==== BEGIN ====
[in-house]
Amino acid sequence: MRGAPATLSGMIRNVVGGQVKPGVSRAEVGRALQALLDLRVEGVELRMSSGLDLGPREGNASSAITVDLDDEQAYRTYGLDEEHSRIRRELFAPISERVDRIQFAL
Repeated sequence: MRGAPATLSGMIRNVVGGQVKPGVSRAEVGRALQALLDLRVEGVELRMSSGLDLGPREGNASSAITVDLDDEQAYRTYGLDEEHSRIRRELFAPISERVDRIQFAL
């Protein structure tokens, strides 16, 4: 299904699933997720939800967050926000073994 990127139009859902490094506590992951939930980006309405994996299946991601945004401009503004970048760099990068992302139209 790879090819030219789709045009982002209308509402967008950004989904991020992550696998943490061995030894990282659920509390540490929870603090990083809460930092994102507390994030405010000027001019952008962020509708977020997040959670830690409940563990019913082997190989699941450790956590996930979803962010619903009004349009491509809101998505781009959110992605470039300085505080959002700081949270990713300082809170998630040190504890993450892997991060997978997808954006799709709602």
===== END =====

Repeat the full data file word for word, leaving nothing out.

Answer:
[in-house]
Amino acid sequence: MRGAPATLSGMIRNVVGGQVKPGVSRAEVGRALQALLDLRVEGVELRMSSGLDLGPREGNASSAITVDLDDEQAYRTYGLDEEHSRIRRELFAPISERVDRIQFAL
Repeated sequence: MRGAPATLSGMIRNVVGGQVKPGVSRAEVGRALQALLDLRVEGVELRMSSGLDLGPREGNASSAITVDLDDEQAYRTYGLDEEHSRIRRELFAPISERVDRIQFAL
């Protein structure tokens, strides 16, 4: 299904699933997720939800967050926000073994 990127139009859902490094506590992951939930980006309405994996299946991601945004401009503004970048760099990068992302139209 790879090819030219789709045009982002209308509402967008950004989904991020992550696998943490061995030894990282659920509390540490929870603090990083809460930092994102507390994030405010000027001019952008962020509708977020997040959670830690409940563990019913082997190989699941450790956590996930979803962010619903009004349009491509809101998505781009959110992605470039300085505080959002700081949270990713300082809170998630040190504890993450892997991060997978997808954006799709709602």